Everything that slows us down and forces patience, everything that sets us back into the slow circles of nature, is a help. -May Sarton
^ Welcome to the sunshine, little cherub. Looks like you could use a bath.
This was the kind of gorgeous spring day that makes a long, grey Seattle winter worth every gloomy moment. Because today, the sun shone with not only glory but also with purpose. The air was warm, the breeze was sweet, the song of nature alive and well filled my ears.
So you know I dropped everything and ran outside. Ain't nobody got time for inside chores when the sun is shining in the Pacific Northwest.
I spent all day in my gardens, pulling wicked weeds, pruning roses, raking out old leaves, and letting my mind run pleasantly amok. Garden time is thinking time, and I always enjoy seeing where my thoughts will take me.
^ These soon-to-be red tulips were the very first flowers I planted when I moved into my house. And when they bloom every spring, I feel very satisfied.
Today, my mind was on teenagers. Now make no mistake, as long as there have been human beings shuffling around this planet, there have undoubtedly been teens. But something about our culture has accentuated and complicated these years of hormones and growth. Teens as well as the adults who love and tend them don't always see eye to eye, but most would probably agree that these are difficult times.
And while I don't necessarily claim to have definitive answers, my experiences as a mom, youth leader, teacher and friend to the sassy rascals have led me to some strong opinions about what teens truly need to survive, thrive and move ahead with their lives.
^ Soft green leaves unfurling from a tender delphinium stem. If you slugs attack those precious bits, I will hunt you down and throw you in the street. Mark my words.
As anyone who has ever gone to the mall on the weekend knows, teenage girls are highly social creatures. They define themselves by their relationships and social circles; they draw great meaning from their friends.
But girls need much more than peer group socialization.
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Teenage girls need time with younger children, to practice and enjoy their fledgling maternal instincts. Pets can serve the same purpose, which explains why so many teenage girls are fascinated with dogs, cats, horses, gerbils and unicorns.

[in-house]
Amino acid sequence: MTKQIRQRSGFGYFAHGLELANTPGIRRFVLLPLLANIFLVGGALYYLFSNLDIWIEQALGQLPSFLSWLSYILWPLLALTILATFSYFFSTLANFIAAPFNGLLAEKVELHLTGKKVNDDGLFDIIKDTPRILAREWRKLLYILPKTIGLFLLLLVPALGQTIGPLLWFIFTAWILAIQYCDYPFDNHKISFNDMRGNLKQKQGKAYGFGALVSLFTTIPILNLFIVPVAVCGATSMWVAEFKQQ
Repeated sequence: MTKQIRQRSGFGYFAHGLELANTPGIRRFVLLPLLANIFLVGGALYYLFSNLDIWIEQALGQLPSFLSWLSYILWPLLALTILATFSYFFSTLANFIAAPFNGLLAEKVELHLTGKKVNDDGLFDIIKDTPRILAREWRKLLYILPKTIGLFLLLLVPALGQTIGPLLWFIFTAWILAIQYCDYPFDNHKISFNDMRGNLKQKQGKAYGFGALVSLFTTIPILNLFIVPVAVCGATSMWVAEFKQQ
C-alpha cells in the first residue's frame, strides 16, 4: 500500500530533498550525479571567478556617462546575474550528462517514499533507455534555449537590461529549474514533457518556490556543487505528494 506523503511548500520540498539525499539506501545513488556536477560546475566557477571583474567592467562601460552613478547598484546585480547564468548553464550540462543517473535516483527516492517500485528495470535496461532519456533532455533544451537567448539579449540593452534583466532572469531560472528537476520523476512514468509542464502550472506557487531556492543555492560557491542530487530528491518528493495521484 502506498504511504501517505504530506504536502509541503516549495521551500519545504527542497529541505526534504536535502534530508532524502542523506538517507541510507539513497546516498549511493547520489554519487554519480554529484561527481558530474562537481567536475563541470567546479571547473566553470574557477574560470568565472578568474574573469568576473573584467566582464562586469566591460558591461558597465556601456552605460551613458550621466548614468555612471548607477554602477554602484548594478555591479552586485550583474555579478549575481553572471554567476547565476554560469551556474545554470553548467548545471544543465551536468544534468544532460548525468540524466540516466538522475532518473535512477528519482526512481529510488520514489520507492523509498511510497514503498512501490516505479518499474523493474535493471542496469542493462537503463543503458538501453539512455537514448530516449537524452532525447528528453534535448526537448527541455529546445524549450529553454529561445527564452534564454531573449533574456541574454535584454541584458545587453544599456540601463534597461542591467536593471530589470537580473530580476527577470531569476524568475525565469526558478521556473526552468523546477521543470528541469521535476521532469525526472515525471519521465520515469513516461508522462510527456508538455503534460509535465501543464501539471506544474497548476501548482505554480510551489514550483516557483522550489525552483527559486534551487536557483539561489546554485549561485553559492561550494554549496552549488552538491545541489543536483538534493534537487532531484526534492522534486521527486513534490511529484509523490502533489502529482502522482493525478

Teenage girls need close relationships with a variety of adult women, to experience and catalog the rich variety of ways in which one can be a woman. These friendships can help a teenage girl see herself in new ways, which often makes her feel competent, connected and more grown-up.
Teenage girls need to spend time with their mothers. Even if there is an undercurrent of hostility and snarky push-backs (duh), it's a no-brainer that mothers are the single most important model for emerging young women and spending time together is vitally important for both. Daughters need ongoing assurances that their mothers love and respect them as separate, independently-minded and perfectly capable young adults. And mothers need to spend time listening to and learning about their daughters, in order to earn the right to occasionally speak truth into their young lives.
And teenage girls need close fathers and father-figures. Healthy, protective, nurturing relationships with mature men are absolutely essential for young women. As they discover their emerging sexuality and begin to choose romantic partners for themselves, our girls need constant reminders of how a real man treats a woman. When teen girls feel safe and protected by the mature men in their lives, they are less likely to get mixed up in unhealthy romantic relationships, and more likely to break things off quickly if they do.